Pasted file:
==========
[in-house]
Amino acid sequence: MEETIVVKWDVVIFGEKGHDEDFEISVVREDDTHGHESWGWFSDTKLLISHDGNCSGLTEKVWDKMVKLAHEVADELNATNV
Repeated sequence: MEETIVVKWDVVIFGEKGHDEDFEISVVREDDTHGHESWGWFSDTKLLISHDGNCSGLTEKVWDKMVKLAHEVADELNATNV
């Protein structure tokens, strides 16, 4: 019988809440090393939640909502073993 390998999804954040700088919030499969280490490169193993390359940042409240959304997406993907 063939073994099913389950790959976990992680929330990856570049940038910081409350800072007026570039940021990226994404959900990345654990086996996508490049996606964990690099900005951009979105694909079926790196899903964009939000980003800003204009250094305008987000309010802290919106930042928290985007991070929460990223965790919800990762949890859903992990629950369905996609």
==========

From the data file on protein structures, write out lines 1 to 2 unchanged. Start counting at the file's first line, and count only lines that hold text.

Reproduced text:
[in-house]
Amino acid sequence: MEETIVVKWDVVIFGEKGHDEDFEISVVREDDTHGHESWGWFSDTKLLISHDGNCSGLTEKVWDKMVKLAHEVADELNATNV